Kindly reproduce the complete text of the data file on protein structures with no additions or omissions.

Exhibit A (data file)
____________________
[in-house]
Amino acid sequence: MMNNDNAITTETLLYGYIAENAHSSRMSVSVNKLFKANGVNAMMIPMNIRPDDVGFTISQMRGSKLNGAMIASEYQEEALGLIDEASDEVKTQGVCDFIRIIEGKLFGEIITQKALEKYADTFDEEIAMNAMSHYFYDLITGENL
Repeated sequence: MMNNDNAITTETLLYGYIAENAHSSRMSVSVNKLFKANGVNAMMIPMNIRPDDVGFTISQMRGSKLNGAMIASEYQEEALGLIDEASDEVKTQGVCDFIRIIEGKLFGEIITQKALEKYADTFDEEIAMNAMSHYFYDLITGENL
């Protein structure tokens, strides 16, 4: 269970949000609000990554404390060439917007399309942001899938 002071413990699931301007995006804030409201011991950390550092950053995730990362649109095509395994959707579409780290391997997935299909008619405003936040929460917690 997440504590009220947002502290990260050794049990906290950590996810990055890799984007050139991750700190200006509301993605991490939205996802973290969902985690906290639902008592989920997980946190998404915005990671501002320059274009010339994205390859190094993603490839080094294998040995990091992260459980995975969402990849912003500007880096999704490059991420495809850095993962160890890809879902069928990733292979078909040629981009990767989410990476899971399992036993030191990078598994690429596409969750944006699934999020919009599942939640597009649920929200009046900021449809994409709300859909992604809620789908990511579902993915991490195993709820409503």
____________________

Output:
[in-house]
Amino acid sequence: MMNNDNAITTETLLYGYIAENAHSSRMSVSVNKLFKANGVNAMMIPMNIRPDDVGFTISQMRGSKLNGAMIASEYQEEALGLIDEASDEVKTQGVCDFIRIIEGKLFGEIITQKALEKYADTFDEEIAMNAMSHYFYDLITGENL
Repeated sequence: MMNNDNAITTETLLYGYIAENAHSSRMSVSVNKLFKANGVNAMMIPMNIRPDDVGFTISQMRGSKLNGAMIASEYQEEALGLIDEASDEVKTQGVCDFIRIIEGKLFGEIITQKALEKYADTFDEEIAMNAMSHYFYDLITGENL
């Protein structure tokens, strides 16, 4: 269970949000609000990554404390060439917007399309942001899938 002071413990699931301007995006804030409201011991950390550092950053995730990362649109095509395994959707579409780290391997997935299909008619405003936040929460917690 997440504590009220947002502290990260050794049990906290950590996810990055890799984007050139991750700190200006509301993605991490939205996802973290969902985690906290639902008592989920997980946190998404915005990671501002320059274009010339994205390859190094993603490839080094294998040995990091992260459980995975969402990849912003500007880096999704490059991420495809850095993962160890890809879902069928990733292979078909040629981009990767989410990476899971399992036993030191990078598994690429596409969750944006699934999020919009599942939640597009649920929200009046900021449809994409709300859909992604809620789908990511579902993915991490195993709820409503």